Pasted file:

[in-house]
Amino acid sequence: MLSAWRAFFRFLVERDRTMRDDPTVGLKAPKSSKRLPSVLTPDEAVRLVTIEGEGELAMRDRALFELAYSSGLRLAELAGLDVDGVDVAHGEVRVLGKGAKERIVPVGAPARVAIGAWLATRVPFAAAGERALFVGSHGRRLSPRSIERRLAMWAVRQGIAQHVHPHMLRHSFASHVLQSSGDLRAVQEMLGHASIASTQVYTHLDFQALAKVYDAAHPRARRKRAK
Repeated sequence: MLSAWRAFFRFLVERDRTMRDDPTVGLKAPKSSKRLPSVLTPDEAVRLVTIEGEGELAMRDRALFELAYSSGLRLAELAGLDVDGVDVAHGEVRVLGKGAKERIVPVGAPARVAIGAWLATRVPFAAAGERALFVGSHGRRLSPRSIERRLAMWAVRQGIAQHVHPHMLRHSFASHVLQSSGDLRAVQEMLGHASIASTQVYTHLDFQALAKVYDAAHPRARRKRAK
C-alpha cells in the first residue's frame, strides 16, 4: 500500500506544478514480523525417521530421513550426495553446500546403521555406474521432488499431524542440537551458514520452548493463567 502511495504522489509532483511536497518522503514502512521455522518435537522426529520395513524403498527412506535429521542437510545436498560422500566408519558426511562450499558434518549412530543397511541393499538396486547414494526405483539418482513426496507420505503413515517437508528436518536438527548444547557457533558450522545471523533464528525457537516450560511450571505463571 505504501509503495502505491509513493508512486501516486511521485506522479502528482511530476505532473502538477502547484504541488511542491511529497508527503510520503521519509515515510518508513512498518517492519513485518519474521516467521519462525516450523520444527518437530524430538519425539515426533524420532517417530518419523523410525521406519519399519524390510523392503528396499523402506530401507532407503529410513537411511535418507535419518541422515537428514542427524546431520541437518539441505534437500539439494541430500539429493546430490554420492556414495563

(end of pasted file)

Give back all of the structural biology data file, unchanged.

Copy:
[in-house]
Amino acid sequence: MLSAWRAFFRFLVERDRTMRDDPTVGLKAPKSSKRLPSVLTPDEAVRLVTIEGEGELAMRDRALFELAYSSGLRLAELAGLDVDGVDVAHGEVRVLGKGAKERIVPVGAPARVAIGAWLATRVPFAAAGERALFVGSHGRRLSPRSIERRLAMWAVRQGIAQHVHPHMLRHSFASHVLQSSGDLRAVQEMLGHASIASTQVYTHLDFQALAKVYDAAHPRARRKRAK
Repeated sequence: MLSAWRAFFRFLVERDRTMRDDPTVGLKAPKSSKRLPSVLTPDEAVRLVTIEGEGELAMRDRALFELAYSSGLRLAELAGLDVDGVDVAHGEVRVLGKGAKERIVPVGAPARVAIGAWLATRVPFAAAGERALFVGSHGRRLSPRSIERRLAMWAVRQGIAQHVHPHMLRHSFASHVLQSSGDLRAVQEMLGHASIASTQVYTHLDFQALAKVYDAAHPRARRKRAK
C-alpha cells in the first residue's frame, strides 16, 4: 500500500506544478514480523525417521530421513550426495553446500546403521555406474521432488499431524542440537551458514520452548493463567 502511495504522489509532483511536497518522503514502512521455522518435537522426529520395513524403498527412506535429521542437510545436498560422500566408519558426511562450499558434518549412530543397511541393499538396486547414494526405483539418482513426496507420505503413515517437508528436518536438527548444547557457533558450522545471523533464528525457537516450560511450571505463571 505504501509503495502505491509513493508512486501516486511521485506522479502528482511530476505532473502538477502547484504541488511542491511529497508527503510520503521519509515515510518508513512498518517492519513485518519474521516467521519462525516450523520444527518437530524430538519425539515426533524420532517417530518419523523410525521406519519399519524390510523392503528396499523402506530401507532407503529410513537411511535418507535419518541422515537428514542427524546431520541437518539441505534437500539439494541430500539429493546430490554420492556414495563